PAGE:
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65 Incidence and Monitoring of Adverse Drug Reactions in Long-Term Amiodarone Therapy: a Retrospective Analysis in Tayside, Scotland
  1. AM Choy1,
  2. S Rankin2,
  3. Douglas Elder3,
  4. Chim Lang3,
  5. Simon Ogston4,
  6. Jacob George5
  1. 1Ninewells Hospital and Medical School
  2. 2University of Dundee School of Medicine and Glasgow Royal Infirmary
  3. 3Division of Cardiovascular and Diabetes Medicine, Ninewells Hospital and Medical School, University of Dundee, DD1 9SY, UK
  4. 43rd Department of Public Health, University of Dundee, DD1 9SY
  5. 52nd Division of Cardiovascular and Diabetes Medicine, Ninewells Hospital and Medical School, University of Dundee, DD1 9SY, UK

Abstract

Introduction Amiodarone is associated with significant adverse drug reactions (ADRs) and guidelines recommend continued monitoring for ADRs during long-term use. However data of compliance with monitoring guidelines is lacking. The aim of this study was to assess the monitoring of liver and thyroid function on long-term amiodarone over 22-years in Tayside and secondly, to determine the incidence of abnormal biochemical results in relation to total exposure of amiodarone.

Methods Uutilizing the well-established record linkage database and the prescription-record linkage database available in Tayside, all patients who were prescribed amiodarone over the 22 years were identified. Long-term prescribing of amiodarone was defined as exposure greater than 6 months, baseline testing was defined as blood tests 6 months before or one month after commencing amiodarone and frequency of testing was performed looking at the mean number of days between testing. The test with closest temporal proximity to the commencement of amiodarone was used to identify patients with abnormal liver or/and thyroid function. Patients with baseline biochemical liver and thyroid abnormalities were excluded from the analysis.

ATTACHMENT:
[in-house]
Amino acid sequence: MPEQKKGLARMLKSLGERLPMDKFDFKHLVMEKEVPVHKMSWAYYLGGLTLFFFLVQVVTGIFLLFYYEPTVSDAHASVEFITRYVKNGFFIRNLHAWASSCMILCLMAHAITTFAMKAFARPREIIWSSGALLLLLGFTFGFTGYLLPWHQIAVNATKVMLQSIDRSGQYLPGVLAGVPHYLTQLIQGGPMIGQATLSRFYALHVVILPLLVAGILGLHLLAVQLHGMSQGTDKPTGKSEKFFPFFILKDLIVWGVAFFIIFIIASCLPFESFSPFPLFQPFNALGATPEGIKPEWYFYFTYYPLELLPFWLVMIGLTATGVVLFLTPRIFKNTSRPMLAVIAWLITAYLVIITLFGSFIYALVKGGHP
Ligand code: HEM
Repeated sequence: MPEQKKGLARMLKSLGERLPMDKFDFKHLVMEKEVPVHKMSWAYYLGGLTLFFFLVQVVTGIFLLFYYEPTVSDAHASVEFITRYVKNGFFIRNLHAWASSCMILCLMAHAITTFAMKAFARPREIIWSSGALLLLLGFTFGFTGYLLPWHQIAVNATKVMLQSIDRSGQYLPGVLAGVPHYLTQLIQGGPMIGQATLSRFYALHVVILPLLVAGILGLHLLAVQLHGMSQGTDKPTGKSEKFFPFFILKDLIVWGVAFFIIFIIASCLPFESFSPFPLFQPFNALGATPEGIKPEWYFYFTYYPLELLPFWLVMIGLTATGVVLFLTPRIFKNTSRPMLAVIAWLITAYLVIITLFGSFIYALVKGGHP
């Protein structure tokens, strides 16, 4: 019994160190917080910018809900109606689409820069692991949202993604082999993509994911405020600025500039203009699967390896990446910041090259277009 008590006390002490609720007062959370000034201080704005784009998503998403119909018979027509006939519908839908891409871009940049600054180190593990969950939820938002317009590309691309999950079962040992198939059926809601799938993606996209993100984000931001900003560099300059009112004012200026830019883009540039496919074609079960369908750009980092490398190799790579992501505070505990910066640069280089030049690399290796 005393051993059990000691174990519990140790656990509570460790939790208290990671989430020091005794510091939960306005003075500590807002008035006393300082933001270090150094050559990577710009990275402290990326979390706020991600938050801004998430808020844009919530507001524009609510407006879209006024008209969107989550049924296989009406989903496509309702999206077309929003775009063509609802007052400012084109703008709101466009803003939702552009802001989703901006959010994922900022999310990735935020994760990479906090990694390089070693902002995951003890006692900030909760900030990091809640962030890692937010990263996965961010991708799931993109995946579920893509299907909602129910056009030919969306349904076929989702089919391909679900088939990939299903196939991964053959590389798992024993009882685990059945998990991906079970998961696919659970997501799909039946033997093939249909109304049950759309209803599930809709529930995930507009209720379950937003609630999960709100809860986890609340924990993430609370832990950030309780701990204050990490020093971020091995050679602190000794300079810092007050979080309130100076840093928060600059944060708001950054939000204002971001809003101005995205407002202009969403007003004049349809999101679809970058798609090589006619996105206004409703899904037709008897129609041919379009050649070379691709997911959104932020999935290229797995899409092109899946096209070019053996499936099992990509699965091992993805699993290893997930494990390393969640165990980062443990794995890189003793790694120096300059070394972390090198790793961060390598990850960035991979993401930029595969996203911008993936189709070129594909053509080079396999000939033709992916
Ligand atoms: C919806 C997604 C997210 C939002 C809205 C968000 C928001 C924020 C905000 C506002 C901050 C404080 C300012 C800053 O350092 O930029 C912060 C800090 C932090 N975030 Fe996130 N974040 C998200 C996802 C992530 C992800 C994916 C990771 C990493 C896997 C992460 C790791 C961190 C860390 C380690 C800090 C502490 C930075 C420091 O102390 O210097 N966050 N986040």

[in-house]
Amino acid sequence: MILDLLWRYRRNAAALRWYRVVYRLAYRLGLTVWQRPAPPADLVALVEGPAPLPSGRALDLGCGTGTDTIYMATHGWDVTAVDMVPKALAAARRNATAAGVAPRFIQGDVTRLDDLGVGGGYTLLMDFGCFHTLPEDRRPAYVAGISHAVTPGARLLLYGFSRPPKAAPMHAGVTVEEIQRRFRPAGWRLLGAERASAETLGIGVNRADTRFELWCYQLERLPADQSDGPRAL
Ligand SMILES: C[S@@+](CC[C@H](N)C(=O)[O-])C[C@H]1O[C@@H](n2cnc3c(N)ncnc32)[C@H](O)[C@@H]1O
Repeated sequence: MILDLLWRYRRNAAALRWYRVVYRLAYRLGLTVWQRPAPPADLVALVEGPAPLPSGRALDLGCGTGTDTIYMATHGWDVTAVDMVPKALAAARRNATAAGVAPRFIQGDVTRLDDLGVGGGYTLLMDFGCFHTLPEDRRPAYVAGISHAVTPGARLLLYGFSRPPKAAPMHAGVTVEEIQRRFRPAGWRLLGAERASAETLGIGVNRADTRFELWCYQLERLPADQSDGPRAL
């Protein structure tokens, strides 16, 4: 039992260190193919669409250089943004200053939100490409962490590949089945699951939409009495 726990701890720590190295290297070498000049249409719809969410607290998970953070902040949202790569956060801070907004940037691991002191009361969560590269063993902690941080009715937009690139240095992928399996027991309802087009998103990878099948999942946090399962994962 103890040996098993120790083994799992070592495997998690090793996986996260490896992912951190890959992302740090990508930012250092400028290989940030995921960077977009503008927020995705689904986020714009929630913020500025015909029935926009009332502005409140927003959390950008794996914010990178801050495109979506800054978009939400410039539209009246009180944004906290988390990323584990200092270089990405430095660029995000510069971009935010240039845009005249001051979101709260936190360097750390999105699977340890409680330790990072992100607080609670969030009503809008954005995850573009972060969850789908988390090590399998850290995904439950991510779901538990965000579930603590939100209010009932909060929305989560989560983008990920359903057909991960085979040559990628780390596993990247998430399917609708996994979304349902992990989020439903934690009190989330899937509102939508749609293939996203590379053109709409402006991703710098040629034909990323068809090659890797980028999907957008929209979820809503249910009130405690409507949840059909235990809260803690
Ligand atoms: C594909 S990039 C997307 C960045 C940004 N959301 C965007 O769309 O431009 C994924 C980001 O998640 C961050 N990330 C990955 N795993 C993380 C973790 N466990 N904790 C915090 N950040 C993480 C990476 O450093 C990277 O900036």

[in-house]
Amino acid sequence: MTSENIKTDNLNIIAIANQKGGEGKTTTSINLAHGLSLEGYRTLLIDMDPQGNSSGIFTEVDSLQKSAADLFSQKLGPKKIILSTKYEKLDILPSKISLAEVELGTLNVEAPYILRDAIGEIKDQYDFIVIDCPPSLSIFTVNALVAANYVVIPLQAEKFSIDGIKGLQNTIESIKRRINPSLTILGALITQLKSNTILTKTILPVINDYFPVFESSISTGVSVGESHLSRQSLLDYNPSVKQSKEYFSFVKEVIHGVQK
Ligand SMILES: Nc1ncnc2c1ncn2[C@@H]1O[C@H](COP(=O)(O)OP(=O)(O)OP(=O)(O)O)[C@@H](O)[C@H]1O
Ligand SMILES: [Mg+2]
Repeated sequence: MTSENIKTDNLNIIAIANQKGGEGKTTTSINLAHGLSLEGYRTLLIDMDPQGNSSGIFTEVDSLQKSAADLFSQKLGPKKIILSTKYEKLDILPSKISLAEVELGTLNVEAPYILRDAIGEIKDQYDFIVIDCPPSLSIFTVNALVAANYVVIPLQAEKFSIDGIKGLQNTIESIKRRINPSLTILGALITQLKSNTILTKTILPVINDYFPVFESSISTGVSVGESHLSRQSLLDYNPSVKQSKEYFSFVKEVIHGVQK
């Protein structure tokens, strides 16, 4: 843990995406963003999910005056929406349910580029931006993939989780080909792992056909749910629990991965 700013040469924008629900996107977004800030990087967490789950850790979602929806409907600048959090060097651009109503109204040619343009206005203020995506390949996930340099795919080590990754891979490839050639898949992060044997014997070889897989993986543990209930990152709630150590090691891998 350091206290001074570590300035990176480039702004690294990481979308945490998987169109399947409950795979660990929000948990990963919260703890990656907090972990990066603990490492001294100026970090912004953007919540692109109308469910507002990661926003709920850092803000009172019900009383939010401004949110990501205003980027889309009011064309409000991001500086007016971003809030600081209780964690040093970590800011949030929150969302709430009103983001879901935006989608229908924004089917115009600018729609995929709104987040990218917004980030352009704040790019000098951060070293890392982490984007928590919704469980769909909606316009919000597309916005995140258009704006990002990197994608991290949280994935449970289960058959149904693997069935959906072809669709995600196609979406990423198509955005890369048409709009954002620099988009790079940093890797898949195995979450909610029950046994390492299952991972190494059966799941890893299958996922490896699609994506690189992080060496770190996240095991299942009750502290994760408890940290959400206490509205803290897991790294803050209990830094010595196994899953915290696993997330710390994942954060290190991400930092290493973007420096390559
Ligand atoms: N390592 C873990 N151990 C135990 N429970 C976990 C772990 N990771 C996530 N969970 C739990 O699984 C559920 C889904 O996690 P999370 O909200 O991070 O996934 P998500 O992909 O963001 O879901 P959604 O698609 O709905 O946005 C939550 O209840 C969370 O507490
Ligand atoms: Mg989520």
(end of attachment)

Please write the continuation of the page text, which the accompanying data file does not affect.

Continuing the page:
Results A total of 1413 patients (mean age 71 ± 11, 57% male) on regularly prescribed amiodarone for more than 6 months were included for final analysis. Only 46%, 27% and 21% of patients had liver, thyroid, and combined testing respectively in accordance with national guidance, though monitoring had significantly improved over the last 22 years (p < 0.0005). Importantly our data also shows that, despite monitoring guidance, patients on long-term amiodarone are at risk of hepatic and thyroid toxicity (9.5% and 16% of patients respectively) and are more likely to develop thyroid disease compared to the general population. There was a positive correlation between duration of amiodarone exposure and percentage of patients with an abnormal result (2.46 and 2.5 fold increase over 4 years for liver and thyroid dysfunction respectively .0005).

Discussion Risks of developing ADR on amiodarone increase with continued exposure. Our study highlights the need for awareness and continued surveillance.

  • Adverse Drug Reactions (ADRs)
  • Amiodarone
  • Monitoring

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